In the 1920s and 30s Warner Brothers Studios made its mark in the movie business with loud, gritty, urban black-and-white crime dramas. These dark, violent stories featured heroes and villains who were sometimes hard to tell apart because nearly all of them operated outside the law.
Watching Warner Brothers' new big-budget version of Sherlock Holmes you have to think that the late Jack Warner would be proud.
This film is dark, gritty, crime-ridden, urban and very violent. And you'd better pay attention because there are no white hats and black hats to tell the good guys from the baddies.
If you're expecting an update of the old Basil Rathbone Sherlock Holmes flicks, disabuse yourself of that notion right now.
Under the superbly inventive direction of Guy Ritchie, this is Sherlock Holmes on steroids -- tough, tenacious and very physical. Yes, the great detective is still cerebral and his approach to crime solving can be scientific but he's also witty, moody, sarcastic, provocative, flirtatious and pugnacious.
It's hard to imagine anybody but Robert Downey, Jr. as this updated, younger, sexier Sherlock. Downey is as much a swashbuckler as Errol Flynn and as dashing and charming as Clark Gable, in equal measure.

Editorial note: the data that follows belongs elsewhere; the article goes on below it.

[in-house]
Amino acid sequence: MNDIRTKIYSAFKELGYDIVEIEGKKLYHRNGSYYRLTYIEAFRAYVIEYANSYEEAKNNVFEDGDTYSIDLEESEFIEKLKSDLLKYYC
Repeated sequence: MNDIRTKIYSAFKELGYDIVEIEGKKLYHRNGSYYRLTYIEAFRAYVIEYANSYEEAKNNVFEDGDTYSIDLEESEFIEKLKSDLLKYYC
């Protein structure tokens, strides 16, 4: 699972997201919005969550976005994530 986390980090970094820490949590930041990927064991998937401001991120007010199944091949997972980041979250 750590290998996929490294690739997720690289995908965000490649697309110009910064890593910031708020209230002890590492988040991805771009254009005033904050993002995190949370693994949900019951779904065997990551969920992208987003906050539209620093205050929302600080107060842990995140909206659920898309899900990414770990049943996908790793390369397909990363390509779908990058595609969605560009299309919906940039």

Not since Paul Newman met Robert Redford in Butch Cassidy and the Sundance Kid have two buddies pulled off such an obvious, unabashed bromance as Downey and Jude Law as Holmes and Dr. Watson. The chemistry between the two of them defines this high-spirited London adventure. And boy are they fun to watch.
Downey's every move, every gesture and every word prove compelling. He's got so much star quality that even the crinkles around his huge, deep, dark eyes are fascinating. And Law is the perfect Redford to Downey's Newman -- a pretty boy who can't resist his more complex, more devilish, more adventurous friend.
I won't tell you too much about the mystery at the center of Sherlock Holmes but I will tell you that this is a companion piece to National Treasure and it involves Scotland Yard, the industrial revolution, the fragility of democracy, Baker Street, London's sewers, a slaughterhouse, Parliament, magic, sorcery, the Thames River, jewels, the British caste system, America's civil war, the nature of fear, Professor Moriarity and Tower Bridge.
If those things don't seem related or if this doesn't make sense to you, don't worry.
Yours is not to solve the mystery.
Yours is simply to watch and lose yourself in the story, the great production values, the marvelous cast and the grand adventure of Sherlock Holmes.
This is superb Hollywood moviemaking and surely one of the best pictures of the year.
Don't miss it!